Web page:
trusted that the Bill would be read a second time. He regretted that some additions had been made to the provisions of the measure of 1874 and 1875, as those additions might make the second reading more difficult; but he held that the main provisions of this Bill, which were those which the tenants in Ulster were most anxious to obtain, might be accepted without sacrificing the just rights of the landlord. Those main provisions he took to be the obtaining of tenant-right at the expiration of a lease, the power to sell the tenant-right at the fair market value, and, in cases of dispute as to tenant-right, the throwing of the burden of proof on the landlord. He thought it would be wise to read the Bill a second time, and that the passing of the measure would produce increased contentment and loyalty throughout Ireland. If there were any objections to the Bill, they might be brought forward in Committee, when it could be amended.


said, that if the Government opposed this Bill, they would find that some of their most ardent supporters would vote against them. He understood, for instance, that the hon. Member who had last spoken had been elected as a champion of tenant-right in its fullest sense. The hon. Members for Ulster were in favour of tenant-right there, and he supposed that when the same hon. Members came to vote for similar rights in the South and South-west of Ireland, they would be in favour of giving the tenants there the tenant-right of Ulster. That custom in Ulster meant that the tenant had rights as assured as those of the landlord; but the question could not be dealt with properly from a purely English point of view. It was necessary to remember that when James I. formed the Plantation of Ulster he stipulated for perpetuity of tenure for the tenants, and in the North of Ireland for many years there were very few cases of hardship, the sturdy Ulsterman being, better able to defend himself than the simpler and more pliable Celt, and tenant-right was never interfered with; but the Land Act of the right hon. Gentleman the Member for Greenwich (Mr. Gladstone) gave to an unscrupulous landlord an unsuspected power of getting out of his obligations. Hence the necessity for this Bill. The hon. and learned Member for Limerick (Mr. Butt) had wished to introduce the Ulster custom into parts of the country where it had not previously existed; but he had found it impossible to engraft an old practice on new circumstances—a failure which was, however, no reason for not reverting to the old law that a tenant should remain undisturbed so long as he paid rent and submitted from time to time to a reasonable increase of it. He trusted that the measure now before the House would become law—as of a Land Bill especially it might be said, vires acquirit eundo. The constant discussion of the land laws was leading people to think that everybody had a right to the land, and they were beginning to adopt the philosophers' view—at any rate of the type of John Stuart Mill. If reasonable demands, such as the Bill contained, were not conceded, wild views would take root, and do much mischief, and the longer a reform was postponed the more unpalatable it would ultimately become.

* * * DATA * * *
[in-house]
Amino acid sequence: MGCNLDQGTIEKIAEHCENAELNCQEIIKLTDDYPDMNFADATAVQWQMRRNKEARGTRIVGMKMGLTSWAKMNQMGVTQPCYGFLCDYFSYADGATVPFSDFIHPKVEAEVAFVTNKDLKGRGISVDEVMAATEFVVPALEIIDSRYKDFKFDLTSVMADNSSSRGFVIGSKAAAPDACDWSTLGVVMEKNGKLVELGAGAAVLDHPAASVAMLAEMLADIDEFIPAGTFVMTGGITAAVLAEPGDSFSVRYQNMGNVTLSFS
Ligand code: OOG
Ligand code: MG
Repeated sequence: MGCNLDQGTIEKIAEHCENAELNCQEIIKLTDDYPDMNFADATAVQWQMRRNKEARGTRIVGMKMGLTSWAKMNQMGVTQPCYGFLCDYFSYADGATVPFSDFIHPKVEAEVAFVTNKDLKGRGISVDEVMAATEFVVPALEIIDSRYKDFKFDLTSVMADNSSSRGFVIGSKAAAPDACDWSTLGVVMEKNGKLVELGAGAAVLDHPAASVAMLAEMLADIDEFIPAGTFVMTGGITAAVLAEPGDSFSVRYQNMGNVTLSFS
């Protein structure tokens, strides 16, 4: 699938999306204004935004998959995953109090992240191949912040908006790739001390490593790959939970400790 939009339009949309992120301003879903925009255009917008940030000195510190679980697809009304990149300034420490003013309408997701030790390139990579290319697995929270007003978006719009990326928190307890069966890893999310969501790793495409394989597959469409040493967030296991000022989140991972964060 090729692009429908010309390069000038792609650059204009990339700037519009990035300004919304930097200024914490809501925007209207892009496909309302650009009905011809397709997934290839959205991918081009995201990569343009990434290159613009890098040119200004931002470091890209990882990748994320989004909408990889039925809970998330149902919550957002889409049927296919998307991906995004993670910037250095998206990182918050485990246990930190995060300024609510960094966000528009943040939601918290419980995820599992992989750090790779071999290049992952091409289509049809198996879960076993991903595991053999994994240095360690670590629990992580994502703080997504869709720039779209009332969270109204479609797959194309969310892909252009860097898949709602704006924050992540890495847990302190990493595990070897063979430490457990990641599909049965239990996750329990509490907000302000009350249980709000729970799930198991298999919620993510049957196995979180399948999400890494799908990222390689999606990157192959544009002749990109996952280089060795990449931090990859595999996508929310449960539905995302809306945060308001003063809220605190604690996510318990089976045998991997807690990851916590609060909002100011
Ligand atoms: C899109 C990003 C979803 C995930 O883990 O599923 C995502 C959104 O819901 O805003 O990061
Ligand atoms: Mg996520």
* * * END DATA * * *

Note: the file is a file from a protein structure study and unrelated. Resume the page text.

opposed the Bill as an old enemy, the object of which was to hand over to the tenant rights which he had never possessed, and which had not been known in the South of Ireland. He did not like the Bill when first he saw it, and he liked it no more now. He objected to the measure, because he believed it held out a direct premium to tenants to raise disputes with their landlords. The only clause of the Bill which he could cordially support was that which provided that it should extend to no other country.


said, that although he was perfectly unpledged with regard to this Bill, he should vote for the second reading, because he regarded its two leading provisions as reasonable—? namely, that which shifted the onus of proof from the tenant to the landlord, and that which did away with the rule, acted upon by some Judges, that at the termination of his lease the tenant should not have the advantage of the same Ulster custom as he would if he held only from year to year. The main provisions of the Bill were requisite, and their enactment would put an end to a great deal of ill-feeling in Ireland. Its provisions would not violate any rule or principle of justice, and because he believed it to be the wish of every landlord -and tenant in the North of Ireland to settle the question at issue on these principles he should support the Bill.